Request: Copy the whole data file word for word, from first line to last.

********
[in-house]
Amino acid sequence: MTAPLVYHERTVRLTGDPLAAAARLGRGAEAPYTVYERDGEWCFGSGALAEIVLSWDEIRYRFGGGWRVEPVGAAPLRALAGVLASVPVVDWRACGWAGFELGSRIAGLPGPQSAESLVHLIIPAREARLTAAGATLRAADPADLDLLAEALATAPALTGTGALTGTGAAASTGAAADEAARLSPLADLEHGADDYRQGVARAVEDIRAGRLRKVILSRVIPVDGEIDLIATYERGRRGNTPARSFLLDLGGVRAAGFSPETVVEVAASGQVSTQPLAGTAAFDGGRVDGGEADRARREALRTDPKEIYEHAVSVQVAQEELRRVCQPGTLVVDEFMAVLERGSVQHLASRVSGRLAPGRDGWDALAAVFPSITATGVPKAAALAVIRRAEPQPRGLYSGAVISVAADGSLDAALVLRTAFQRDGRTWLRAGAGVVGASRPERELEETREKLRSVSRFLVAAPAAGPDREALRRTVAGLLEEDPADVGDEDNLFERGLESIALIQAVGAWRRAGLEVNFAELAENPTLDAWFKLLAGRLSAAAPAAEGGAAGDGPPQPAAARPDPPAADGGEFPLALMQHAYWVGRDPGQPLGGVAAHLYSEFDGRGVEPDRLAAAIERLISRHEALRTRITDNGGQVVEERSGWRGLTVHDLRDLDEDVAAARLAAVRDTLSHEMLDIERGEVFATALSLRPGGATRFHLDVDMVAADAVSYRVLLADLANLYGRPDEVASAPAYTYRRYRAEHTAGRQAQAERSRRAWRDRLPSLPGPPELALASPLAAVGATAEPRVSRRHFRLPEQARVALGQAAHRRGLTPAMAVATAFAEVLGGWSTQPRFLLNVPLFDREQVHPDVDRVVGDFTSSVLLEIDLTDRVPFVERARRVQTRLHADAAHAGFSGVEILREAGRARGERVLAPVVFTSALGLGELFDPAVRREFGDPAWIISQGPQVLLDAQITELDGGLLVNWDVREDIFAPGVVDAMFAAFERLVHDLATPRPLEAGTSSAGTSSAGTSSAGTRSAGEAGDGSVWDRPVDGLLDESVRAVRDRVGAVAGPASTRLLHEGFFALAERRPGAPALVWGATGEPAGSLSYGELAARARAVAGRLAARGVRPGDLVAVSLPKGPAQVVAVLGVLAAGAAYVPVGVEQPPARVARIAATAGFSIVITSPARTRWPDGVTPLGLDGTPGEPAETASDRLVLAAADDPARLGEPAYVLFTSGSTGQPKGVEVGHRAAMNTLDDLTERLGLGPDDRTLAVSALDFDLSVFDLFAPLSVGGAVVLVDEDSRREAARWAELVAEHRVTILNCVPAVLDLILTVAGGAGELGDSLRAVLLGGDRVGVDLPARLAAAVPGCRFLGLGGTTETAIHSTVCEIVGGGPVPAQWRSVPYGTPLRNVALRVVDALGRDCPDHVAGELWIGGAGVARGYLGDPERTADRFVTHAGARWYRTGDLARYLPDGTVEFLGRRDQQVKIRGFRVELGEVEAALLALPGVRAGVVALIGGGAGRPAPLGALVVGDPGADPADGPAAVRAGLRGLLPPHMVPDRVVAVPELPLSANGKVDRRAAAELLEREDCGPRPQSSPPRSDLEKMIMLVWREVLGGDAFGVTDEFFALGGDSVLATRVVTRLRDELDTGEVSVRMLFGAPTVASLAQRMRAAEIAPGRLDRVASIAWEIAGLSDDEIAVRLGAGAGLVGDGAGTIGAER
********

[in-house]
Amino acid sequence: MTAPLVYHERTVRLTGDPLAAAARLGRGAEAPYTVYERDGEWCFGSGALAEIVLSWDEIRYRFGGGWRVEPVGAAPLRALAGVLASVPVVDWRACGWAGFELGSRIAGLPGPQSAESLVHLIIPAREARLTAAGATLRAADPADLDLLAEALATAPALTGTGALTGTGAAASTGAAADEAARLSPLADLEHGADDYRQGVARAVEDIRAGRLRKVILSRVIPVDGEIDLIATYERGRRGNTPARSFLLDLGGVRAAGFSPETVVEVAASGQVSTQPLAGTAAFDGGRVDGGEADRARREALRTDPKEIYEHAVSVQVAQEELRRVCQPGTLVVDEFMAVLERGSVQHLASRVSGRLAPGRDGWDALAAVFPSITATGVPKAAALAVIRRAEPQPRGLYSGAVISVAADGSLDAALVLRTAFQRDGRTWLRAGAGVVGASRPERELEETREKLRSVSRFLVAAPAAGPDREALRRTVAGLLEEDPADVGDEDNLFERGLESIALIQAVGAWRRAGLEVNFAELAENPTLDAWFKLLAGRLSAAAPAAEGGAAGDGPPQPAAARPDPPAADGGEFPLALMQHAYWVGRDPGQPLGGVAAHLYSEFDGRGVEPDRLAAAIERLISRHEALRTRITDNGGQVVEERSGWRGLTVHDLRDLDEDVAAARLAAVRDTLSHEMLDIERGEVFATALSLRPGGATRFHLDVDMVAADAVSYRVLLADLANLYGRPDEVASAPAYTYRRYRAEHTAGRQAQAERSRRAWRDRLPSLPGPPELALASPLAAVGATAEPRVSRRHFRLPEQARVALGQAAHRRGLTPAMAVATAFAEVLGGWSTQPRFLLNVPLFDREQVHPDVDRVVGDFTSSVLLEIDLTDRVPFVERARRVQTRLHADAAHAGFSGVEILREAGRARGERVLAPVVFTSALGLGELFDPAVRREFGDPAWIISQGPQVLLDAQITELDGGLLVNWDVREDIFAPGVVDAMFAAFERLVHDLATPRPLEAGTSSAGTSSAGTSSAGTRSAGEAGDGSVWDRPVDGLLDESVRAVRDRVGAVAGPASTRLLHEGFFALAERRPGAPALVWGATGEPAGSLSYGELAARARAVAGRLAARGVRPGDLVAVSLPKGPAQVVAVLGVLAAGAAYVPVGVEQPPARVARIAATAGFSIVITSPARTRWPDGVTPLGLDGTPGEPAETASDRLVLAAADDPARLGEPAYVLFTSGSTGQPKGVEVGHRAAMNTLDDLTERLGLGPDDRTLAVSALDFDLSVFDLFAPLSVGGAVVLVDEDSRREAARWAELVAEHRVTILNCVPAVLDLILTVAGGAGELGDSLRAVLLGGDRVGVDLPARLAAAVPGCRFLGLGGTTETAIHSTVCEIVGGGPVPAQWRSVPYGTPLRNVALRVVDALGRDCPDHVAGELWIGGAGVARGYLGDPERTADRFVTHAGARWYRTGDLARYLPDGTVEFLGRRDQQVKIRGFRVELGEVEAALLALPGVRAGVVALIGGGAGRPAPLGALVVGDPGADPADGPAAVRAGLRGLLPPHMVPDRVVAVPELPLSANGKVDRRAAAELLEREDCGPRPQSSPPRSDLEKMIMLVWREVLGGDAFGVTDEFFALGGDSVLATRVVTRLRDELDTGEVSVRMLFGAPTVASLAQRMRAAEIAPGRLDRVASIAWEIAGLSDDEIAVRLGAGAGLVGDGAGTIGAER